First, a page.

BLUE RIDGE ENVIRONMENTAL DEFENSE LEAGUE
For Immediate Release Contact: Bob Davis 910-462-2346
Tuesday, March 20, 2007 Svea Strong 910-997-5866
David Mickey 336-769-095555
Scotland County Landfill Decision Prompts Citizens� Call for Legislative Action to Protect North Carolina
Laurinburg, NC, Tuesday March 20, 2007 Today in Laurinburg local members of Scotland County Of Tomorrow (SCOT) and Save Our Abundant Resources (SOAR) responded to Thursday�s landfill decision in Scotland County by appealing to their local representatives in the General Assembly for action to protect the state. Last Thursday Scotland County officials announced that they had broken off negotiations to host a multi-state solid waste landfill in the county.
North Carolina is currently under a moratorium for permitting new landfills; legislation to expand the state�s oversight of solid waste is expected soon. Last year�s moratorium legislation passed after a successful statewide campaign that included both SCOT and SOAR. The bill called for studies of landfills and related environmental justice issues. The moratorium expires August 1, 2007.
Bob Davis, who chairs Scotland County Of Tomorrow, said, �The recommendations that are to be debated in the N.C. General Assembly point out the dangers of these �MEGA LANDFILLS� to the health and welfare of our citizens and the environment."
The North Carolina Division of Waste Management has submitted recommendations that would affect where and how landfills are permitted and it was these recommendations that officials cited in Thursday�s decision.
The two citizen groups that have mounted opposition to the landfill, SCOT in Scotland County and SOAR in Richmond County, reacted to Thursday�s announcement with cautious optimism.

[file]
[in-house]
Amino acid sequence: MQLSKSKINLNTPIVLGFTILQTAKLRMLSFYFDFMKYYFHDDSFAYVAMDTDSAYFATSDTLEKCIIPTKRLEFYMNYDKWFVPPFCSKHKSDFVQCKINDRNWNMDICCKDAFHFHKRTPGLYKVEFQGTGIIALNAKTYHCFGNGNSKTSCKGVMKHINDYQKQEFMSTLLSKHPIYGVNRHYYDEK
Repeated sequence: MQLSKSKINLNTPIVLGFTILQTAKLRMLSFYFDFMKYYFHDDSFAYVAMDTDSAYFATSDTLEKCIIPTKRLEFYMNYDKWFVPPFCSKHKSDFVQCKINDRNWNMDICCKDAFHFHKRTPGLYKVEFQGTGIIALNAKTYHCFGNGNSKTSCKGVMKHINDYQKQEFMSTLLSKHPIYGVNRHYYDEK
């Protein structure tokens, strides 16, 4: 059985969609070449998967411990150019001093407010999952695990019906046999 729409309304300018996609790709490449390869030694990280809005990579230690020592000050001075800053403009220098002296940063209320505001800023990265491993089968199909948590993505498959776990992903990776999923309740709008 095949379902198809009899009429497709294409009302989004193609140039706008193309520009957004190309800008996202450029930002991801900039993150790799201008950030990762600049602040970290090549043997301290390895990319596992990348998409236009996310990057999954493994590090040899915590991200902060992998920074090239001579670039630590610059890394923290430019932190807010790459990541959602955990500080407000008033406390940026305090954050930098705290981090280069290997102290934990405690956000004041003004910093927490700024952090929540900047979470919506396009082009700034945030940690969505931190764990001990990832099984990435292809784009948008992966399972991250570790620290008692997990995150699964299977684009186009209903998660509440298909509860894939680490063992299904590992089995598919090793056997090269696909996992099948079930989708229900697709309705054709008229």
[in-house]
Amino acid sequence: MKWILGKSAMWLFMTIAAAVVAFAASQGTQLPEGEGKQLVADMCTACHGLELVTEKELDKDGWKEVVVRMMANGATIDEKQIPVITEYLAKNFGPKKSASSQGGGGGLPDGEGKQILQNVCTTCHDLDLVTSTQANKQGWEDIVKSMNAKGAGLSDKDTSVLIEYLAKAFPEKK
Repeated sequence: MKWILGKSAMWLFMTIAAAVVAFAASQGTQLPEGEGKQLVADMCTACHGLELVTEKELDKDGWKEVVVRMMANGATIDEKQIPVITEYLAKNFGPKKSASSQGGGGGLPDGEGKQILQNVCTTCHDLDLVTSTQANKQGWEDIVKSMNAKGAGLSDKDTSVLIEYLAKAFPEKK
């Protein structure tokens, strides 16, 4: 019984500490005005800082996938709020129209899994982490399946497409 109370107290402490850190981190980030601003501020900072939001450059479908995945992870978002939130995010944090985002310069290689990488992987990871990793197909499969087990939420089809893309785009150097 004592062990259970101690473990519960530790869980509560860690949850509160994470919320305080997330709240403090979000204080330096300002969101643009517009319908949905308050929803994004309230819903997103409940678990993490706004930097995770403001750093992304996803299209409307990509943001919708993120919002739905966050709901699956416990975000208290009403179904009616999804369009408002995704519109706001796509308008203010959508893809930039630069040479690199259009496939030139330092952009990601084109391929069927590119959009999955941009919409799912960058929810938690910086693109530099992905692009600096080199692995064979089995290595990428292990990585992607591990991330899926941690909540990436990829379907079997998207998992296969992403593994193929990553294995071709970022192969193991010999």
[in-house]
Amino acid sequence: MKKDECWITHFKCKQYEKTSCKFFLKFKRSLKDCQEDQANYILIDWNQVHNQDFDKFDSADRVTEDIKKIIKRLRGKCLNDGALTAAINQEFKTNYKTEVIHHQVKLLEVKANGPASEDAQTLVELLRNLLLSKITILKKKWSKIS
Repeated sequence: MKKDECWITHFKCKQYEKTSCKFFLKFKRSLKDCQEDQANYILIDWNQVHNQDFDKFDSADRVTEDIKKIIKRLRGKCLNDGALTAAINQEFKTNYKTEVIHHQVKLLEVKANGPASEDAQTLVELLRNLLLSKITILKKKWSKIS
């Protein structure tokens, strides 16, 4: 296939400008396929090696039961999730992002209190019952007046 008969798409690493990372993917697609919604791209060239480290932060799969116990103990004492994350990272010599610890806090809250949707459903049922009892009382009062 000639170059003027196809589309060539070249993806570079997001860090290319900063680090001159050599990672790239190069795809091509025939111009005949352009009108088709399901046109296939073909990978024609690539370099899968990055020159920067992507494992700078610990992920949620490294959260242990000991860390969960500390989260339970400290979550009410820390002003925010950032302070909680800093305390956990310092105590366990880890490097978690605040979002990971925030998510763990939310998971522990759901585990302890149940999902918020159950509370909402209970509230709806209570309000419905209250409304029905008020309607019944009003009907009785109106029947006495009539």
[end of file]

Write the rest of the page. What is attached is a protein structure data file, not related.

Both SCOT and SOAR are chapters of the Blue Ridge Environmental Defense League. The League is a regional, community-based environmental non-profit with chapters in North Carolina, South Carolina, Virginia and Tennessee.
David Mickey, Zero Waste Coordinator for the League, pointed out, �The door is still wide open for a mega-dump in Scotland County. We hope to see meaningful legislation that protects all of North Carolina and reverses the state�s trend toward more waste and bigger dumps.�
In Richmond County, SOAR�s Co-chair Svea Strong saw the decision as an opportunity. �We hope that the postponement of this franchise hearing will give the Scotland County Board of Commissioners time to revisit the decision that they made last year. Perhaps they can determine other ways to improve their economic situation besides saddling Scotland and surrounding counties with this kind of environmental disaster. They need to take a long-range view rather than reaching for a quick fix. Mega dumps are not economic development�, Strong said.
SOAR member Dr. Fred McQueen, who represented the NAACP on the Select Committee for Environmental Justice that was created by the moratorium legislation, said, �We don�t want North Carolina to be second to any state regarding the Environment. We want the very best environment we can get for North Carolina. We need to move toward zero waste.�
�North Carolina should take care of our own trash and not take trash from other states. We need to take care of the land and save it for future generations. We need to be aware of how sites are selected in relation to Environmental Justice,� Dr. McQueen added.
SCOT�s Jim McMillan, who has often expressed concerns about future water resources and water quality in Scotland County, asked, �Does it cost too much to be safe?� Both SCOT and SOAR expect that the General Assembly will soon have answers to his question.